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The search for a company to set up an onshore wind farm has been put on hold for 12 months.
But John Shimmin, chairman of the Council of Ministers’ energy, climate change and marine spatial planning subcommittee, said work was continuing to meet Tynwald’s target of 15 per cent of electricity generation from renewable sources by 2015.
Speaking in Tynwald on Tuesday, the Environment, Food and Agriculture Minister said: ‘Whilst the subcommittee has not put in abeyance its work on investigating the suitability of an onshore wind farm, it has directed that the tendering exercise is put on hold for 12 months.’
He said tenders were to be sought from a shortlisted group of companies selected from those who submitted expressions of interest to build, own and operate an onshore 20 MW wind farm, selling the electricity produced to the MEA at an agreed economically viable rate.
He said the delay would give the subcommittee time to look at the economics of any proposed wind farm and other potential renewable sources of electricity.
In addition, he said it would give the subcommittee time to consider the outcome of the UK’s consultation on renewable obligation certificates and to assess if this would change the economics of renewable electricity generation and its potential for export from the island.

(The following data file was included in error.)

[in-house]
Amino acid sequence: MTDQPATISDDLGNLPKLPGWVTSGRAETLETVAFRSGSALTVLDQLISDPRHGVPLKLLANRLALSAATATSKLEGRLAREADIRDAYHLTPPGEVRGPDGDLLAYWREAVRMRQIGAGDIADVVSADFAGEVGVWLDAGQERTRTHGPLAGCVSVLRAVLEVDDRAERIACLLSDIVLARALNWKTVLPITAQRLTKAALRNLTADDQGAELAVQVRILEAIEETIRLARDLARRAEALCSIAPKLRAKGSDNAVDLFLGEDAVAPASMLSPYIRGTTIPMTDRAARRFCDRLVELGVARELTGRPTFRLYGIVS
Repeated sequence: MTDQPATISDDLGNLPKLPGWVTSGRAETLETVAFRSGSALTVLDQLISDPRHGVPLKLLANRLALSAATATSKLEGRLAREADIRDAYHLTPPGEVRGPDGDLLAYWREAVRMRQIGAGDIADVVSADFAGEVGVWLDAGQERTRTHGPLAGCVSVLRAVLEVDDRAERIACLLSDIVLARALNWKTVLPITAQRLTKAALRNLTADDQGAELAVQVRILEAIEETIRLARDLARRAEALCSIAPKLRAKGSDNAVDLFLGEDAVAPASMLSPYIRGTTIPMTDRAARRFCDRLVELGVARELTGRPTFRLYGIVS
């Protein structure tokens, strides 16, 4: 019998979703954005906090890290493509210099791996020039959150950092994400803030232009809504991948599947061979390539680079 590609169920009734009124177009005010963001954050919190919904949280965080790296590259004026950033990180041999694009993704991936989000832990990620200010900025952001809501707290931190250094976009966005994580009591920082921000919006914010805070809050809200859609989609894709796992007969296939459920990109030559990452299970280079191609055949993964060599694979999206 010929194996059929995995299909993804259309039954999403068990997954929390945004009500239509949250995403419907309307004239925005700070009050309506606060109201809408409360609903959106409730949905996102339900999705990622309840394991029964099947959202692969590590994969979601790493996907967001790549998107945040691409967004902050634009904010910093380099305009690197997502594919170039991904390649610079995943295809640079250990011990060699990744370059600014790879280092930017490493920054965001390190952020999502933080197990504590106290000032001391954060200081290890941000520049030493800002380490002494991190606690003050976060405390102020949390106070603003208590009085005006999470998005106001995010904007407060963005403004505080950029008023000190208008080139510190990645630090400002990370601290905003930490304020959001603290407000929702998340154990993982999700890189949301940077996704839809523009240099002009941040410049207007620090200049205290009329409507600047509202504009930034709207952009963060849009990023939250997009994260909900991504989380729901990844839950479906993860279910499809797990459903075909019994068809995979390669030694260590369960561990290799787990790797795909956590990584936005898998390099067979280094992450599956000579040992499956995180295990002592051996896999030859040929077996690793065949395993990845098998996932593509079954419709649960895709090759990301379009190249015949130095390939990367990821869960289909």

In 12 months’ time, he said, the subcommittee would be in a position to develop proposals for an renewable energy policy.
The 15 per cent target was unanimously supported by Tynwald at the May 2010 sitting.
An onshore wind farm could account for 12 per cent of that.
A report commissioned by UK sustainability consultancy AEA recommended onshore wind be pursued as a ‘priority option’. It said onshore wind could deliver large amounts of energy, save significant carbon dioxide emissions and reduce the need for gas imports.
Mr Shimmin said more work would have to be carried out, including monitoring the wind quality in numerous locations, before a site was chosen.
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